Define the stacked parameter vector \(\varvec{\beta } \triangleq [f_{\text {cfo}},\tilde{\varvec{\phi }}^T]^T\). Recall that the prior covariance of \(\tilde{\varvec{\phi }}\) is \(\varvec{\Sigma }_{\tilde{\phi }}\). Since the receiver has no prior for \(f_{\text {cfo}}\), a diffuse prior is assumed such that \(f_{\text {cfo}} \sim \mathcal {N}(0,\sigma _{\text {cfo}}^2)\) and \(\sigma _{\text {cfo}} \rightarrow \infty\). Define \(\varvec{\Sigma }_{\text {weight}}\) as the limit of the inverse of the prior covariance of \(\varvec{\beta }\),

$$\begin{aligned} \varvec{\Sigma }_{\text {weight}} \triangleq \lim _{\sigma _{\text {cfo}}\rightarrow \infty } \varvec{\Sigma }_{\beta }^{-1} = \begin{bmatrix} 0 &{} \ldots \\ \vdots &{} \varvec{\Sigma }_{\tilde{\phi }}^{-1} \end{bmatrix}. \end{aligned}$$

Defining \(\varvec{A} \triangleq [\varvec{t},\varvec{U}]\) and \(\varvec{\Sigma }_{\Delta \tilde{v}_{\phi }} \triangleq \varvec{Z}\varvec{\Sigma }_{\tilde{v}_{\phi }}\varvec{Z}^T\), the LMMSE estimate of \(\varvec{\beta }\) takes the form

$$\begin{aligned} \hat{\varvec{\beta }} = \left( \varvec{\Sigma }_{\text {weight}} + \varvec{A}^{T} \varvec{\Sigma }_{\Delta \tilde{v}_{\phi }}^{-1}\varvec{A}\right) ^{-1}\varvec{A}^{T} \varvec{\Sigma }_{\Delta \tilde{v}_{\phi }}^{-1} (\Delta \angle \tilde{\varvec{y}}), \end{aligned}$$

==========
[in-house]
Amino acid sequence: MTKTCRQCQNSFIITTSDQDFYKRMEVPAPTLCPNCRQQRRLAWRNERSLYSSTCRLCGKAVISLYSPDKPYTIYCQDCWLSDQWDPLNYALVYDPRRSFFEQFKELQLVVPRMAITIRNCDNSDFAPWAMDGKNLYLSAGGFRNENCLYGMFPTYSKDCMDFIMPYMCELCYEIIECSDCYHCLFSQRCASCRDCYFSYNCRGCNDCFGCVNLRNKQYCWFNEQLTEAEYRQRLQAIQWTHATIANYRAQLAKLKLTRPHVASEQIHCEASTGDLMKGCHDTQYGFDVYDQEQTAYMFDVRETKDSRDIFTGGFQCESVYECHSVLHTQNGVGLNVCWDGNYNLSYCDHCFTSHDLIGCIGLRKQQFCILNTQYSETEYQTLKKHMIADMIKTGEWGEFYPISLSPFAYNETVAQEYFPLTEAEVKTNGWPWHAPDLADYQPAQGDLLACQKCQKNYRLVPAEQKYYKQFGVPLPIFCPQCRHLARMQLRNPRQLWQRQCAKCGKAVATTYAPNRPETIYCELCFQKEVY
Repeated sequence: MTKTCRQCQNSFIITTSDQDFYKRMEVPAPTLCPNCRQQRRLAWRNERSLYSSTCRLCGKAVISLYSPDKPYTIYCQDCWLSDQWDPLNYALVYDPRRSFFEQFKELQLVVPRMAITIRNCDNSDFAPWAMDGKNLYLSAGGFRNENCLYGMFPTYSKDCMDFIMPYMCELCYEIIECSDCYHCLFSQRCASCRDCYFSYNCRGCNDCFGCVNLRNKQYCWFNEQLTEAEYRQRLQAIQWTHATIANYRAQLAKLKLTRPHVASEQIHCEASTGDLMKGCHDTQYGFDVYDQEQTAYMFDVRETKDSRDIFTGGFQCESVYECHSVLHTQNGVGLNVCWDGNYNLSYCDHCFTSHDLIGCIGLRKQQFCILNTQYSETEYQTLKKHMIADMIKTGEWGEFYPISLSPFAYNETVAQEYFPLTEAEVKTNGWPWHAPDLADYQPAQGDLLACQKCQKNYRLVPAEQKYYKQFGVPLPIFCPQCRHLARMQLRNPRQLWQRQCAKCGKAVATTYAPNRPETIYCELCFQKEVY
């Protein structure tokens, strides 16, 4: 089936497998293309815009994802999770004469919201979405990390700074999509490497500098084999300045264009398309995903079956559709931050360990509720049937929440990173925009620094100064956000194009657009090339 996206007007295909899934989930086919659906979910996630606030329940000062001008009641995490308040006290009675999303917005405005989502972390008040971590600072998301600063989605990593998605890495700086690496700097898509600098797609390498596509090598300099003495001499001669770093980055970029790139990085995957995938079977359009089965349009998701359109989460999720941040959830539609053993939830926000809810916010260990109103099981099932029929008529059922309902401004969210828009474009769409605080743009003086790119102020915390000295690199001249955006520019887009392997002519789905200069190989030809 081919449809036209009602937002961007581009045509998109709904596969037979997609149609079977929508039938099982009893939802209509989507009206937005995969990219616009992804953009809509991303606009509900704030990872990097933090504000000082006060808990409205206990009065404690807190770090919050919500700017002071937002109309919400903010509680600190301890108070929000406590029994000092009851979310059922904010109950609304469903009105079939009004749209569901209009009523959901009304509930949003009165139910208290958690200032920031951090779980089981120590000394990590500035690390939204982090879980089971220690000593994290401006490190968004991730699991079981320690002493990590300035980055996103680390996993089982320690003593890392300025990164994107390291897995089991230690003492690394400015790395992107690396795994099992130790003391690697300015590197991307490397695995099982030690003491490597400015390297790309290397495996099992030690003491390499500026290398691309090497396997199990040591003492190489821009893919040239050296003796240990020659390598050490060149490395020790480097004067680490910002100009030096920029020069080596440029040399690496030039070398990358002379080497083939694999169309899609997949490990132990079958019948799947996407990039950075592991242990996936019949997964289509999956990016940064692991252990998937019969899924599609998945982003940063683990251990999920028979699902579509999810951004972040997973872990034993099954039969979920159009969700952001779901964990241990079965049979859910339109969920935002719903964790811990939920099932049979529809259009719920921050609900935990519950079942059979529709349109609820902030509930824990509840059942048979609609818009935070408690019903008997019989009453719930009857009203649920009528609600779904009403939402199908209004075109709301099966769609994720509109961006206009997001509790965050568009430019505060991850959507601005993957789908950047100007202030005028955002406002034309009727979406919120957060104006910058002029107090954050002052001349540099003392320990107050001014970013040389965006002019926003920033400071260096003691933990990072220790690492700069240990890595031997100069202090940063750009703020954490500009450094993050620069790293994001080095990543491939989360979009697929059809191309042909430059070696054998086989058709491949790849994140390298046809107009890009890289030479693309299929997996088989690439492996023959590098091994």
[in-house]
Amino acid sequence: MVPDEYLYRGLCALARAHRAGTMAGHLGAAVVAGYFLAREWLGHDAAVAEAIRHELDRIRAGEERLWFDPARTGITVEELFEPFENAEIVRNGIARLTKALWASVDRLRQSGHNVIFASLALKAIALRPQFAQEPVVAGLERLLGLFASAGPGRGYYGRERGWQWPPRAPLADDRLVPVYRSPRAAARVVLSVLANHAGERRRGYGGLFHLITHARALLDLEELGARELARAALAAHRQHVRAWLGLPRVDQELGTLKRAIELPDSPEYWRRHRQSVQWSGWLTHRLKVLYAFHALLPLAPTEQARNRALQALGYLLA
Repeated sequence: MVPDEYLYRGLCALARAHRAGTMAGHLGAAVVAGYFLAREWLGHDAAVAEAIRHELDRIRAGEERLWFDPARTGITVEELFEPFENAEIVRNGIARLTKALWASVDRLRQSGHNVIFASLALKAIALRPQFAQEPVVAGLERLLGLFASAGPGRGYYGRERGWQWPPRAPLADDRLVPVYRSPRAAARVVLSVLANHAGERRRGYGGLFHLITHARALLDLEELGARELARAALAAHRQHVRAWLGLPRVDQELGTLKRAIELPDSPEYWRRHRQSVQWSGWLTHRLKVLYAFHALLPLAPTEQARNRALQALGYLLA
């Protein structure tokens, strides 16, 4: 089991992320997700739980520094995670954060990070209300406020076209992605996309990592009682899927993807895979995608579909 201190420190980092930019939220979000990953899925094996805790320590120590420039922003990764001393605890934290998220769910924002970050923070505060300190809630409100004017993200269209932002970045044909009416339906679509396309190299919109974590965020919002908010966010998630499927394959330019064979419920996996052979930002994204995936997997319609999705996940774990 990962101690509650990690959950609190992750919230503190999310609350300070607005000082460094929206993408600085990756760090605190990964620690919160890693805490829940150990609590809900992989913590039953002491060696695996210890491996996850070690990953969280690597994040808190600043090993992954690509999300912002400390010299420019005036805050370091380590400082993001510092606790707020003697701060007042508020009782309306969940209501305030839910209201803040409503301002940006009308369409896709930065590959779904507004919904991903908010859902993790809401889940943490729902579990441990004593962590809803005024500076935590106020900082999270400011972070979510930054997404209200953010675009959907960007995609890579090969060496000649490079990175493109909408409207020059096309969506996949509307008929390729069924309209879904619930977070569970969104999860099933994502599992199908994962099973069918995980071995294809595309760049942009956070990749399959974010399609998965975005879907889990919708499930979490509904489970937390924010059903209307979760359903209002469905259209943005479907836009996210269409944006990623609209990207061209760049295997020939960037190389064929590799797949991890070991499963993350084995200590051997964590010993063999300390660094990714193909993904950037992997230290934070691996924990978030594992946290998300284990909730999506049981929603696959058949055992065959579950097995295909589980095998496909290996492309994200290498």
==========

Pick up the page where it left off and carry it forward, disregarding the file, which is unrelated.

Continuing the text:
resulting in an estimation error \(\varvec{\epsilon }_{\beta } = \hat{\varvec{\beta }} - \varvec{\beta }\) with covariance \(\varvec{\Sigma }_{\epsilon _{\beta }} = \left( \varvec{\Sigma }_{\text {weight}} + \varvec{A}^{T} \varvec{\Sigma }_{\Delta \tilde{v}_{\phi }}^{-1} \varvec{A}\right) ^{-1}\). Estimates \(\hat{f}_{\text {cfo}}\) of \(f_{\text {cfo}}\) and \(\hat{\tilde{\varvec{\phi }}}\) of \(\tilde{\varvec{\phi }}\) are extracted from \(\hat{\varvec{\beta }}\), yielding estimation errors \(\epsilon _\text {cfo} = \hat{f}_{\text {cfo}} - f_{\text {cfo}}\) and \(\varvec{\epsilon }_{\tilde{\phi }} = \hat{\tilde{\varvec{\phi }}} - \tilde{\varvec{\phi }}\). CFO estimation error normalized by the subcarrier spacing is defined as \(\delta \triangleq K T_{\text {s}} \epsilon _{\text {cfo}}\) and will be used in the ICI analysis. Element-wise, the CPE estimation errors are denoted \(\epsilon _{\tilde{\phi }}[m] = \hat{\tilde{\phi }}[m] - \tilde{\phi }[m]\).